Shylock and Jews Treatment Introduction William Shakespeare’s Merchant of Venice is an ingenious play which elicits many themes and stereotypical characters depictions which have also been brought out in other literary works. In the play Merchant of Venice, Shakespeare candidly builds up the mean character of Shylock who is a Jewish money-lender which is on broader spectrum depicted the ill-treatment of the Jews in the sixteenth century. Ironically, Shylock lends money to a Christian adversary, who is Antonio and they agree on Antonio’s pound of flesh as collateral security. Things escalate up to the edge when Antonio becomes bankrupt and consequently defaults on Shylock’s loan where he demands as they had agreed on Antonio’s pound of flesh in what is ultimately seen as revenge for the spit and insults Antonio had previously hauled onto Shylock. To add salt into the injury Shylock’s daughter, Jessica elopes with Lorenzo who is Antonio’s friend and is converted into a Christian which heightens his rage (Gibbons 36).
Ezra stressed that marriages to pagan was deeply offensive. He taught that in order to establish and build the Jewish identity, Jew should only marry within their community (Niswonger, 1988). Niswonger states that Ezra was not only a scribe, but “a teacher well versed in the Law of Moses (1988, p.55). Ezra stresses the importance of the oral traditions of the Synagogues. The lecture teaches us that Ezra was an instrumental in the acceptance of the Torah, the Jewish bible as their cannon (Price, 2008).
Stephanie Webber How far does Shakespeare present Shylock as a victim or a villain? “The Merchant of Venice”, one of Shakespeare’s famous plays, heavily and unsubtly explores the issue of prejudice, through a Jewish character called Shylock. It was written during Elizabethan England. Historically, during this time the Jews had been banished for 300 years. As a result, Shakespeare’s audiences’ knowledge and opinion of Jews would have been solely from prejudice and rumour, not first-hand experience.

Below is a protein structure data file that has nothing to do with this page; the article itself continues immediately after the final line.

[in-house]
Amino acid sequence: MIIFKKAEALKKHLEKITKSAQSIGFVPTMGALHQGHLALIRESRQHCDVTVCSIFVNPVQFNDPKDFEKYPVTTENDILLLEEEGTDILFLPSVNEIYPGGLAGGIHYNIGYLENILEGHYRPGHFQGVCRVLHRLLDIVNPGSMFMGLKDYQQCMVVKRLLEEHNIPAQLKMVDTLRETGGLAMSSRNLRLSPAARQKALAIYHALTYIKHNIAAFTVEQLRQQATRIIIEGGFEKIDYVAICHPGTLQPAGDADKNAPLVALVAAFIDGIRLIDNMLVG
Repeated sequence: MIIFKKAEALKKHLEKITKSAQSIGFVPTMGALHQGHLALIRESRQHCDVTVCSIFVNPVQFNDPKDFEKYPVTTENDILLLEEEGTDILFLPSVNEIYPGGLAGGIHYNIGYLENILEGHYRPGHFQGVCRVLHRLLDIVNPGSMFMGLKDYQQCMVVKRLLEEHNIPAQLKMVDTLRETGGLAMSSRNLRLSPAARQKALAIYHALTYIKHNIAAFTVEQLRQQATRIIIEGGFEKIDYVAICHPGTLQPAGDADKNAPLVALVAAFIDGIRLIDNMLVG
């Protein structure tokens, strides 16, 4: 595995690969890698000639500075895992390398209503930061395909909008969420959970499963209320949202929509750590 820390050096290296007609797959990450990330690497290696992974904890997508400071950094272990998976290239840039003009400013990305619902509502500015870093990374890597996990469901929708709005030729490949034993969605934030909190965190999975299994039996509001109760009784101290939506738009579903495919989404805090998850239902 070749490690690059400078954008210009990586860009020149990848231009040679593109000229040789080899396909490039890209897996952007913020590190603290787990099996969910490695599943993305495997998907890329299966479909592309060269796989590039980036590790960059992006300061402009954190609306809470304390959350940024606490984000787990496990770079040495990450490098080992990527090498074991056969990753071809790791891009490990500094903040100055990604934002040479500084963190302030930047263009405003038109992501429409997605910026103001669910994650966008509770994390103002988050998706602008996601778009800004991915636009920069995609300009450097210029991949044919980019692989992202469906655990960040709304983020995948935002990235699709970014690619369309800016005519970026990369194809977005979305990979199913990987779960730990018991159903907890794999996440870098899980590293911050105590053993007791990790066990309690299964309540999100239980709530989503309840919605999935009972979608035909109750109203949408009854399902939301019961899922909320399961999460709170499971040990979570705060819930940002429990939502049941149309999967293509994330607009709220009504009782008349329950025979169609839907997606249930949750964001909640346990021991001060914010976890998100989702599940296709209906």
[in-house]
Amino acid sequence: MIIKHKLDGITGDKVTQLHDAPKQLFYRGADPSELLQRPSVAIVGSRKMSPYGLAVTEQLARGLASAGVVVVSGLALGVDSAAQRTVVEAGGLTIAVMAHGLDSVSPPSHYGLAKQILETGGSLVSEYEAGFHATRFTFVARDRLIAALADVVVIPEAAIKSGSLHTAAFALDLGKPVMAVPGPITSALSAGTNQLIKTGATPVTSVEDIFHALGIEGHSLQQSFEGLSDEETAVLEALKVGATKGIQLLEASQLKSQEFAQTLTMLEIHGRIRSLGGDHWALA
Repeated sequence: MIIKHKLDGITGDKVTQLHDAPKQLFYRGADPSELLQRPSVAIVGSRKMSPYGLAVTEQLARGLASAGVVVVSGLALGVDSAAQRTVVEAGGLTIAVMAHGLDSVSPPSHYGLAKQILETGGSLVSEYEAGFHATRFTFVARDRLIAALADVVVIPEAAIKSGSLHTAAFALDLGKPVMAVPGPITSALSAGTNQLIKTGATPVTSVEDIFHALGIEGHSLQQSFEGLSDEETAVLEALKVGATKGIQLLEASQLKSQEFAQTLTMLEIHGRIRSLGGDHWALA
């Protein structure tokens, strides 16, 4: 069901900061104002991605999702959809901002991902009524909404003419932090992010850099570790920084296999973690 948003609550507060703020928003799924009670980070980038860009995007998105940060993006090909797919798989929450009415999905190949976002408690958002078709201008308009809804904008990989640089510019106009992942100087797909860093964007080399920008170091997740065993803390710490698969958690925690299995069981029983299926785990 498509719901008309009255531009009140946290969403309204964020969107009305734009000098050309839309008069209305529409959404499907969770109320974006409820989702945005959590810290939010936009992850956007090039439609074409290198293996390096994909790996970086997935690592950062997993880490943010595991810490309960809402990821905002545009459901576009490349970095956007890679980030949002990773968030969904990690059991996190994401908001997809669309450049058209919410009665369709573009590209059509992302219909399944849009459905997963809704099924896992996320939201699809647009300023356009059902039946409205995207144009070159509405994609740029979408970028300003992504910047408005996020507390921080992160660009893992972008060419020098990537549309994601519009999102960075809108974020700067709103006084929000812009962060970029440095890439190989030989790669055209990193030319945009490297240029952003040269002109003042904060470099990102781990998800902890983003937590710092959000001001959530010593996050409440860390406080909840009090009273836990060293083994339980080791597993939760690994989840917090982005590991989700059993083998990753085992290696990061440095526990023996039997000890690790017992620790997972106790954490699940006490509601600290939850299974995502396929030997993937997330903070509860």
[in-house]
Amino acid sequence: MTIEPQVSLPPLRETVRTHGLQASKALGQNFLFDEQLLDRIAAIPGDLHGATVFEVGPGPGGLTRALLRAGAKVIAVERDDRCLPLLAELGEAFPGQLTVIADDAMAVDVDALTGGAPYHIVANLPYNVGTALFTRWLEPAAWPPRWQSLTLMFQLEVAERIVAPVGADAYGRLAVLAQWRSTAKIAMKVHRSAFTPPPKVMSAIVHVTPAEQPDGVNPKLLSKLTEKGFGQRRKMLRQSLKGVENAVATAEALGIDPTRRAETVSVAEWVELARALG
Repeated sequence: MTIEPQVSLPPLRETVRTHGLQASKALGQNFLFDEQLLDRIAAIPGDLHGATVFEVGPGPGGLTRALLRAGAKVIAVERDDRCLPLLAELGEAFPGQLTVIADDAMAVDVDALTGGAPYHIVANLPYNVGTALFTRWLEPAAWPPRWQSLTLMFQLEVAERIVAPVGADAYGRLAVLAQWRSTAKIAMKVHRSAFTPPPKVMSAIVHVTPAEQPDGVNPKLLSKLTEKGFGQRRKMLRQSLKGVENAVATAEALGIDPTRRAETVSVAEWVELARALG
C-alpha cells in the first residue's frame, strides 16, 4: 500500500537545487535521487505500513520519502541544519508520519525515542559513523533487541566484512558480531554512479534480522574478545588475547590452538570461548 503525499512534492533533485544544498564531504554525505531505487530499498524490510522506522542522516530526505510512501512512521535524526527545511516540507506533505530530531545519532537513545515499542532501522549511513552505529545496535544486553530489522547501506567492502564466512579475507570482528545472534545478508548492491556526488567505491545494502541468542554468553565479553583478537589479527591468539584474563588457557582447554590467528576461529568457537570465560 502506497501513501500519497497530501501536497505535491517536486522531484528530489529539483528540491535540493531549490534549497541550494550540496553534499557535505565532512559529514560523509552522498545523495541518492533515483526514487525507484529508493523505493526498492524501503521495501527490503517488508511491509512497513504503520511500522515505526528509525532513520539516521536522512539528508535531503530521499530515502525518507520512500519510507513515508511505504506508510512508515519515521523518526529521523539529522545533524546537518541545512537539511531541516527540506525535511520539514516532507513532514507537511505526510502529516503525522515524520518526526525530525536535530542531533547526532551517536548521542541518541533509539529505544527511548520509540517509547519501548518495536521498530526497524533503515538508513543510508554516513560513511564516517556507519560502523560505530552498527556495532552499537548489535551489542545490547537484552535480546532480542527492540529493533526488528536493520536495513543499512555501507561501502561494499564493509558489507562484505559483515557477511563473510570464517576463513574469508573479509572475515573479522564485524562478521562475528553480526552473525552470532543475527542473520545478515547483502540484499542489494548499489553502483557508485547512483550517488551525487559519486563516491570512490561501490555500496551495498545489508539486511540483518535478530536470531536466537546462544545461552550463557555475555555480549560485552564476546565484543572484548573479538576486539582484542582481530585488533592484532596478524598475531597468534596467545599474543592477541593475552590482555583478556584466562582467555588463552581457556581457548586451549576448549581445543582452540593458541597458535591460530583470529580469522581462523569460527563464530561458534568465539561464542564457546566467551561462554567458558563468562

Discuss the role of Herod and Pilate in Luke's passion narrative The role of Herod and Pilate in Luke's passion narrative can be described in many different ways. Pilate often referred to as Pontius was a Roman governor of Judea during the reign of Tiberius Caesar. The people of Jerusalem did not think very highly of him, and unfortunately the feeling was mutual. He had proven his distaste for the Jews by authorizing a raid of their Temple treasury in order to build an aqueduct into the city. Herod was known as Antipas was the son of Herod the Great and brother to Herod Archelaus.
The Romans were absolved from the death of Jesus and the blame was set solely on the Jewish people. The Crusades brought about more anti-Jewish sentiment in Europe. In Jerusalem, Jews were seen as vermin who lived alongside Muslims. Jews were massacred all across Europe during these times, and clergymen even urged people to throw stones at Jews during Easter. One of the biggest reasons for anti-Semitism stems from the employment that was available to Jewish people.